In an ABC triangle. plot the height AH, then $ HM \perp AB$ and $HN \perp AC$. Calculate $MN$. if the perimeter of the pedal triangle (DEH) of the triangle ABC is 26 (Answer:13)

My progress: I made the drawing and I believe that the solution must lie in the parallelism and relationships of an cyclic quadrilateral enter image description here


If we reflect $H$ across $AB$ and $AC$ we get two new points $F$ and $G$.

enter image description here

Since $BE$ and $CD$ are angle bisector for $\angle DEH$ and $\angle HDE$ we see $D,E,F$ and $G$ are collinear. Now $MN$ is midle line in the triangle $HGF$ with respect to $FG$ which lenght is \begin{align}FG &= FD+DE+EG\\ &= DH+DE +EH\\&=26 \end{align} so $$ MN = {1\over 2}FG = 13$$

  • $\begingroup$ excellent..thank you for the help $\endgroup$ Sep 23 at 20:03
  • $\begingroup$ would not be MN is midle line in the triangle HGF? $\endgroup$ Sep 23 at 20:23
  • $\begingroup$ "Since BE and CD are angle bisector"...How did you reach this conclusion? $\endgroup$ Sep 23 at 20:28
  • $\begingroup$ Last one is pretty known property of the pedal triangle with respect to $H$. Try to google it. $\endgroup$
    – Aqua
    Sep 23 at 20:33
  • $\begingroup$ Did not know this property ... thank you $\endgroup$ Sep 23 at 21:28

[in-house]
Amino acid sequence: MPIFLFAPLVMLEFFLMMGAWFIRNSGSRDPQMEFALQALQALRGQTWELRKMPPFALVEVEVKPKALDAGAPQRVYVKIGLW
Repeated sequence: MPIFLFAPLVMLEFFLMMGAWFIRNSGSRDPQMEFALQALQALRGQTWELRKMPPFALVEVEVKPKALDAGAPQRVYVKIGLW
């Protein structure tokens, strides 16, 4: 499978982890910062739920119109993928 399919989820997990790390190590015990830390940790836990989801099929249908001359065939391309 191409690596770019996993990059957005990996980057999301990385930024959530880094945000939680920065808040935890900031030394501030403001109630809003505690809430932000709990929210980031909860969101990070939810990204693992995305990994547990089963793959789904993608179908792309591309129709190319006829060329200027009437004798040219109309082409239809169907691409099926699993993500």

If you know that the orthocenter of the parent triangle is the incenter of the pedal triangle then the work can be made easier. Otherwise as you mentioned, we can always show it using the inscribed angle theorem and the midpoint theorem but it is not as quick as the other answer.

enter image description here

I will refer to the angles of $\triangle ABC$ as $\angle A, \angle B$ and $\angle C$.

We see quadrilateral $BDOH$ is cyclic.

$\angle OHD = \angle OBD = 90^\circ - \angle A$

$\angle DHM = 90^\circ - \angle OHD - \angle BHM$

$ = 90^\circ - (90^\circ - \angle A) - (90^\circ - \angle B) = \angle A + \angle B - 90^\circ$

$ = 180^0 - \angle C - 90^\circ = 90^\circ - \angle C$

Also given $AMHN$ is cyclic,

$\angle HMN = \angle HAN = 90^\circ - \angle C$

In right triangle $ \triangle DMH$, $\angle HMN = \angle DHM$ so $P$ must be circumcenter of the triangle.

Similarly, I will leave it for you to show that $Q$ is the circumcenter of $\triangle ENH$.

Once you show that, $P$ and $Q$ are midpoints of $DH$ and $EH$ respectively, it follows that

$PQ = \frac{DE}{2}, MP = \frac{DH}{2}, NQ = \frac{EH}{2}$

Adding them, $MN = 13$

  • 1
    $\begingroup$ actually with the ownership of incenter it's much easier,,,great explanation $\endgroup$ Sep 23 at 21:30

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